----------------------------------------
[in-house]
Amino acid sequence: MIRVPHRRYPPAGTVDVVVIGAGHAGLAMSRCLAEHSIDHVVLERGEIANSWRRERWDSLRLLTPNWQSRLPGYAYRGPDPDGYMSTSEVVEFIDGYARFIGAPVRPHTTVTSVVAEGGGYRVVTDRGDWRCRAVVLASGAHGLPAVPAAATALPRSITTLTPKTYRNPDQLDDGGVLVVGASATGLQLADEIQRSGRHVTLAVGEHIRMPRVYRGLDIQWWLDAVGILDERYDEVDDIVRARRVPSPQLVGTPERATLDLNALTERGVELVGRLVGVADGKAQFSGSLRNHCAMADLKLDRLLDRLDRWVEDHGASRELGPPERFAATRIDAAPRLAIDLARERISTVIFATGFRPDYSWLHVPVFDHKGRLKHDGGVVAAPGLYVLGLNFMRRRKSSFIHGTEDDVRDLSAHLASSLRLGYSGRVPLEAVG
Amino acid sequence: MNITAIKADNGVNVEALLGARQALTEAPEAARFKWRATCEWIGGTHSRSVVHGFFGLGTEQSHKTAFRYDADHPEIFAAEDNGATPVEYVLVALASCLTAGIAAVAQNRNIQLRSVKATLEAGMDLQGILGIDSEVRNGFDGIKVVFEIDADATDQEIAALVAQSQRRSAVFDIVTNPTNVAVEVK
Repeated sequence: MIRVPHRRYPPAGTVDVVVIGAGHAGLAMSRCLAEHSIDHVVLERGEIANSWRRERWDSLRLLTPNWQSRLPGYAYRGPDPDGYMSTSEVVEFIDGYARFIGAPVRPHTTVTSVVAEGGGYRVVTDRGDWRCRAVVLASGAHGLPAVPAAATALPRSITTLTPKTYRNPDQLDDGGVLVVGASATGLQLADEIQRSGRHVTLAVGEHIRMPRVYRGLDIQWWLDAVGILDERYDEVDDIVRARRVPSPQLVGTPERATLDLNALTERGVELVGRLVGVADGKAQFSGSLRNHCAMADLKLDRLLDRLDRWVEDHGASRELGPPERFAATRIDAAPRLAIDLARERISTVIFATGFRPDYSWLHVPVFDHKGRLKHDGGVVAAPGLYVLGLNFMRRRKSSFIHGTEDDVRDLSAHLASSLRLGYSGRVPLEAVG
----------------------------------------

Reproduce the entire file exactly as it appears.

[in-house]
Amino acid sequence: MIRVPHRRYPPAGTVDVVVIGAGHAGLAMSRCLAEHSIDHVVLERGEIANSWRRERWDSLRLLTPNWQSRLPGYAYRGPDPDGYMSTSEVVEFIDGYARFIGAPVRPHTTVTSVVAEGGGYRVVTDRGDWRCRAVVLASGAHGLPAVPAAATALPRSITTLTPKTYRNPDQLDDGGVLVVGASATGLQLADEIQRSGRHVTLAVGEHIRMPRVYRGLDIQWWLDAVGILDERYDEVDDIVRARRVPSPQLVGTPERATLDLNALTERGVELVGRLVGVADGKAQFSGSLRNHCAMADLKLDRLLDRLDRWVEDHGASRELGPPERFAATRIDAAPRLAIDLARERISTVIFATGFRPDYSWLHVPVFDHKGRLKHDGGVVAAPGLYVLGLNFMRRRKSSFIHGTEDDVRDLSAHLASSLRLGYSGRVPLEAVG
Amino acid sequence: MNITAIKADNGVNVEALLGARQALTEAPEAARFKWRATCEWIGGTHSRSVVHGFFGLGTEQSHKTAFRYDADHPEIFAAEDNGATPVEYVLVALASCLTAGIAAVAQNRNIQLRSVKATLEAGMDLQGILGIDSEVRNGFDGIKVVFEIDADATDQEIAALVAQSQRRSAVFDIVTNPTNVAVEVK
Repeated sequence: MIRVPHRRYPPAGTVDVVVIGAGHAGLAMSRCLAEHSIDHVVLERGEIANSWRRERWDSLRLLTPNWQSRLPGYAYRGPDPDGYMSTSEVVEFIDGYARFIGAPVRPHTTVTSVVAEGGGYRVVTDRGDWRCRAVVLASGAHGLPAVPAAATALPRSITTLTPKTYRNPDQLDDGGVLVVGASATGLQLADEIQRSGRHVTLAVGEHIRMPRVYRGLDIQWWLDAVGILDERYDEVDDIVRARRVPSPQLVGTPERATLDLNALTERGVELVGRLVGVADGKAQFSGSLRNHCAMADLKLDRLLDRLDRWVEDHGASRELGPPERFAATRIDAAPRLAIDLARERISTVIFATGFRPDYSWLHVPVFDHKGRLKHDGGVVAAPGLYVLGLNFMRRRKSSFIHGTEDDVRDLSAHLASSLRLGYSGRVPLEAVG